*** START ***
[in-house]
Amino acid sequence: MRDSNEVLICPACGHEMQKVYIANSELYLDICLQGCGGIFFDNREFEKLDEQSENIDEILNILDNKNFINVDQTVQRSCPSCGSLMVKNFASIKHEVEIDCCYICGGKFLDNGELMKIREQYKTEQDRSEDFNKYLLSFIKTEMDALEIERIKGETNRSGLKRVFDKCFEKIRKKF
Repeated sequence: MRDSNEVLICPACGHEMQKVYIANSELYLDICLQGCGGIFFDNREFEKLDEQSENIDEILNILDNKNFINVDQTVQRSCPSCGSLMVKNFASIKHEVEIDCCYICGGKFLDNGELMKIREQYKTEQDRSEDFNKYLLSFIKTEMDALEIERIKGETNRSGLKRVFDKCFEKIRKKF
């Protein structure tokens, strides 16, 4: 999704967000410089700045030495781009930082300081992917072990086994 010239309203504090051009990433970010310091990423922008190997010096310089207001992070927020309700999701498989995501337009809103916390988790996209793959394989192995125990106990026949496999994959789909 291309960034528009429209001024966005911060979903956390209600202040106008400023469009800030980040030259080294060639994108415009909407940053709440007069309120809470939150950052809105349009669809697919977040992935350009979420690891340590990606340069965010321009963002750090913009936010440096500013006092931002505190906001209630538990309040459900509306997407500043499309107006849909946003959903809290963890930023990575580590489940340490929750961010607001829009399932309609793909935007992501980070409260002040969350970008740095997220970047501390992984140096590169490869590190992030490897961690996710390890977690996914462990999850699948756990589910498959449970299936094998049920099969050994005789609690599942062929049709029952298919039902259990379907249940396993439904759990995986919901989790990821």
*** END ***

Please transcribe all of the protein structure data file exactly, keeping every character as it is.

[in-house]
Amino acid sequence: MRDSNEVLICPACGHEMQKVYIANSELYLDICLQGCGGIFFDNREFEKLDEQSENIDEILNILDNKNFINVDQTVQRSCPSCGSLMVKNFASIKHEVEIDCCYICGGKFLDNGELMKIREQYKTEQDRSEDFNKYLLSFIKTEMDALEIERIKGETNRSGLKRVFDKCFEKIRKKF
Repeated sequence: MRDSNEVLICPACGHEMQKVYIANSELYLDICLQGCGGIFFDNREFEKLDEQSENIDEILNILDNKNFINVDQTVQRSCPSCGSLMVKNFASIKHEVEIDCCYICGGKFLDNGELMKIREQYKTEQDRSEDFNKYLLSFIKTEMDALEIERIKGETNRSGLKRVFDKCFEKIRKKF
């Protein structure tokens, strides 16, 4: 999704967000410089700045030495781009930082300081992917072990086994 010239309203504090051009990433970010310091990423922008190997010096310089207001992070927020309700999701498989995501337009809103916390988790996209793959394989192995125990106990026949496999994959789909 291309960034528009429209001024966005911060979903956390209600202040106008400023469009800030980040030259080294060639994108415009909407940053709440007069309120809470939150950052809105349009669809697919977040992935350009979420690891340590990606340069965010321009963002750090913009936010440096500013006092931002505190906001209630538990309040459900509306997407500043499309107006849909946003959903809290963890930023990575580590489940340490929750961010607001829009399932309609793909935007992501980070409260002040969350970008740095997220970047501390992984140096590169490869590190992030490897961690996710390890977690996914462990999850699948756990589910498959449970299936094998049920099969050994005789609690599942062929049709029952298919039902259990379907249940396993439904759990995986919901989790990821």